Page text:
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Italy’s Prime Minister, Giorgia Meloni, recently visited Libya to meet with the country’s Prime Minister Abdulhamid Dbeibah. The trip was an opportunity to address the two most pressing issues facing Italy and the European Union: energy and migration. During her visit, the largest single investment in Libya’s energy sector in over 20 years was signed, worth US$8 billion.

ENI CEO, Claudio Descalzi, signed the deal with Libya’s National Oil Corporation (NOC) to develop two offshore fields in Block NC-41, north of Libya. The deal is estimated to start pumping gas by 2026 and reach 750 million cubic feet per day. Meloni called the deal “significant and historic” and said it would help secure Europe’s energy sources.

Eni said it was the first major project in Libya since early 2000 and involved the development of two offshore gas fields.

The project includes two gas fields, called “Structure A” and “Structure E” respectively, located in contractual area D, off the coast of Libya.

“The combined gas production from the two structures will start in 2026 and reach a plateau of 750 million of standard gas cubic feet per day,” Eni said in a statement.

“Production will be ensured through two main platforms tied in to the existing treatment facilities at the Mellitah Complex,” 80 kilometres (50 miles) west of the capital, it added.

“The project also includes the construction of a carbon capture and storage (CCS) facility at Mellitah, allowing a significant reduction of the overall carbon footprint,” the company added.

“The overall estimated investment will amount to $8 billion, with significant impact on the industry and the associated supply chain, allowing a significant contribution to the Libyan economy.”

Consolidation of Eni’s investment in Libya

Eni’s Descalzi added that the agreement will make it possible to make important investments in the energy sector in Libya… “contributing to the development and job creation in the country, and strengthening Eni’s position as the leading operator in Libya.” Eni has an 80 percent share of Libya’s gas production.

The new deals are important for Italy, as they will reduce the country’s dependence on Russian natural gas. Due to Moscow’s war on Ukraine, Italy has reduced imports of natural gas by two-thirds, to 11 billion cubic meters. The new deals are also important in terms of image, according to the ISPI think tank.

However, the deal has the potential to deepen the rift between the rival Libyan administrations in the east and west. It also exposes factions within Dbeibah’s government, as the country’s Oil Minister, Mohamed Aoun, criticized the deal as “illegal” and said his ministry was not consulted. NOC’s chairman, Farhat Bengdara, did not address the criticism, but instead said that those who reject the deal can challenge it in court.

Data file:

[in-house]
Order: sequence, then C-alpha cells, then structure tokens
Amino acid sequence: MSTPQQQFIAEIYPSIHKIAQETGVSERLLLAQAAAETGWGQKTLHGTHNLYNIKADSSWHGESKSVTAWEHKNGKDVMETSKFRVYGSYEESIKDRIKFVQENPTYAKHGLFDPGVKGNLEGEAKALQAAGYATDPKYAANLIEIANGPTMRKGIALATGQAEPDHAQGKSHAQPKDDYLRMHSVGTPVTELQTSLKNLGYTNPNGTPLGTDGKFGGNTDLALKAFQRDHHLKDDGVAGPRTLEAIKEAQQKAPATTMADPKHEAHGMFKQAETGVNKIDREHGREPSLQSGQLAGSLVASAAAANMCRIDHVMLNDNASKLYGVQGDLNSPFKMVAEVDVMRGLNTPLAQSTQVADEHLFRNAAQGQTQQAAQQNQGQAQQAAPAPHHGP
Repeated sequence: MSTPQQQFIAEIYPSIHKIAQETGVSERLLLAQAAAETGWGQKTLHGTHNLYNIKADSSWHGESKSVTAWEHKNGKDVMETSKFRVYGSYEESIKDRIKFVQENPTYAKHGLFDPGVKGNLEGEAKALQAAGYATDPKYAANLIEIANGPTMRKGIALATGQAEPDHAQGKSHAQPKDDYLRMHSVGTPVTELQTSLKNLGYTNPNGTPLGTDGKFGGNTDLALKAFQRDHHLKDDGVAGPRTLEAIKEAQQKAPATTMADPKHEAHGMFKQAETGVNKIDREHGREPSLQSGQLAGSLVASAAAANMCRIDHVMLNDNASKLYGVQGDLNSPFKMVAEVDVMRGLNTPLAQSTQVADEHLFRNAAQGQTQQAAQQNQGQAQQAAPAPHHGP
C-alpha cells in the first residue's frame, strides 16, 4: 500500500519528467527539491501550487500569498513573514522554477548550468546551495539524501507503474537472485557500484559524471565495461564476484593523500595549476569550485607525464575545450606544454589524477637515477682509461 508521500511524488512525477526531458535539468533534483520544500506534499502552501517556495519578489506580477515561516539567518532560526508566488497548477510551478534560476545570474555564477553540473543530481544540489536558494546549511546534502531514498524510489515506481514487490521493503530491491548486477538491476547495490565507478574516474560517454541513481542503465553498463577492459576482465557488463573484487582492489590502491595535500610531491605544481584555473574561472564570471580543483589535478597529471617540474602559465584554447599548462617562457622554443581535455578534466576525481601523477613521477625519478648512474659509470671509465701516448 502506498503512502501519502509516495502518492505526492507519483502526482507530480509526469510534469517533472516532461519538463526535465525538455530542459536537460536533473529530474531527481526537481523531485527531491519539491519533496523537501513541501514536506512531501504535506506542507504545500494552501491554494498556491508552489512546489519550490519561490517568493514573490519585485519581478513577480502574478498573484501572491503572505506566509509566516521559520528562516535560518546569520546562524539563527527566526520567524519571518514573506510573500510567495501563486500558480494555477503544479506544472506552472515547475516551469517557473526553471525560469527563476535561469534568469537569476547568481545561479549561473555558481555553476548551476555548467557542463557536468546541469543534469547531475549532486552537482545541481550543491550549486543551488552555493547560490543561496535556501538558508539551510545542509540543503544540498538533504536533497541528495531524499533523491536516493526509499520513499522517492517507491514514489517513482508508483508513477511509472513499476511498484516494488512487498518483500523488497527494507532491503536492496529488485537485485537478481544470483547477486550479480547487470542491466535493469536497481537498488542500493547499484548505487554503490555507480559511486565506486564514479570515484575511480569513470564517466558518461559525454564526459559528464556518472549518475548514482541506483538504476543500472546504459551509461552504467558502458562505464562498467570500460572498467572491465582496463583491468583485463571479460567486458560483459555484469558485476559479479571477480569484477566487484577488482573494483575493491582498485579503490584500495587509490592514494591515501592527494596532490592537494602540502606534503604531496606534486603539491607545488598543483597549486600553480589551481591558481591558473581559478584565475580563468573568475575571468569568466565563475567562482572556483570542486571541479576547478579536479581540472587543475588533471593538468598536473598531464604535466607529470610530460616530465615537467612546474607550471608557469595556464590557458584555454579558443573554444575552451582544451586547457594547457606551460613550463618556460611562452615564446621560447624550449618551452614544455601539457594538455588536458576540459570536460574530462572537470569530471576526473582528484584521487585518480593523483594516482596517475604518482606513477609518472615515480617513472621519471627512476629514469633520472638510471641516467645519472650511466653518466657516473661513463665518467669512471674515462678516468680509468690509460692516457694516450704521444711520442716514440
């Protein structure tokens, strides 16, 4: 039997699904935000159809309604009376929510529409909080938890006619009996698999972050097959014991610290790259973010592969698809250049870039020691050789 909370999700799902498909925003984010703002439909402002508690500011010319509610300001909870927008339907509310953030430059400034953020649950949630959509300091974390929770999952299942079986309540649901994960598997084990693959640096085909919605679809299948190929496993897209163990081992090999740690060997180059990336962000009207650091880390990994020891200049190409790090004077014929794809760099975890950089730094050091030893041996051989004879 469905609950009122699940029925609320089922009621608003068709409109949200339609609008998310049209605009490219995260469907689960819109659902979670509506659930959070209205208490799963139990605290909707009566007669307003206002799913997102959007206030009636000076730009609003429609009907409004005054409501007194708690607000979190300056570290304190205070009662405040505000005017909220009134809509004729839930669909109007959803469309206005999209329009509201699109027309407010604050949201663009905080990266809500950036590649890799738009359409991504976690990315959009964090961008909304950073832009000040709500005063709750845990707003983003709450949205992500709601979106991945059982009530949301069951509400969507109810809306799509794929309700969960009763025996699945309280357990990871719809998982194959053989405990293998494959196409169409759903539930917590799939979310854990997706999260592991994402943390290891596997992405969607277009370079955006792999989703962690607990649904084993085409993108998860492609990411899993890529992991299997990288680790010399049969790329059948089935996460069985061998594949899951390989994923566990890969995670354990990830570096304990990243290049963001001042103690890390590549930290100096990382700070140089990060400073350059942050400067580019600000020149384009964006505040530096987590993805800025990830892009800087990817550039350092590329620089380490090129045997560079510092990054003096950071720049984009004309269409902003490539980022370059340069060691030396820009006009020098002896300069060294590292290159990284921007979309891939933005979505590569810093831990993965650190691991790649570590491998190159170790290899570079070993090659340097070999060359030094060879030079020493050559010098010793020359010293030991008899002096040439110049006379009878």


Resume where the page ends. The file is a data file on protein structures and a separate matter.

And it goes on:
Migration being a top concern in Meloni’s trip

Another issue of concern for Italy and Meloni during her visit was migration. The presence of Piantedosi, the head of the Italian coast guard, during the trip signaled the importance of migration. Italy pledged to provide five “fully equipped” boats to Libya’s coast guard to help stem the flow of migrants. However, the activist network, Alarm Phone, criticized Italy’s move, saying it will lead to more people being abducted at sea.

Despite the hot migration issue, the deal is expected to provide a much-needed boost to the Libyan economy, which has suffered in recent years due to conflict and political instability. The development of the offshore fields will create jobs and provide investment in the country, helping to spur economic growth. Additionally, the increased production of oil and gas is likely to result in higher revenue for the Libyan government, which will in turn help to finance much-needed public services and infrastructure projects.

Improving Energy Security for Libya

The deal with ENI will also help to improve energy security in Libya. With the increased production of oil and gas, the country will become less reliant on imports and will have greater control over its energy resources. This will give the government more power and independence in the global energy market, which will benefit the country in the long term.

The deal between ENI and the NOC will also foster international relations between Libya and Italy. The two countries have had a long and complex history, but the energy deal marks a new chapter in their relationship. By working together on this project, the two countries can strengthen their ties and increase their cooperation in other areas. This will help to build a more stable and secure future for both countries.

One of the key components of the deal is the development of two offshore gas fields in Block NC-41, north of Libya. This will lead to a significant upgrade of energy infrastructure in Libya, which in turn could benefit neighboring countries if they share energy resources. This could help address the energy deficit faced by many African countries, providing a much-needed boost to their economies.

The energy deal is expected to create thousands of jobs in Libya, which could have a ripple effect on neighboring countries. As more international companies look to invest in the region, job opportunities are likely to increase, providing much-needed employment to the local population.

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Source of original article: Industry and Trade – The Exchange (
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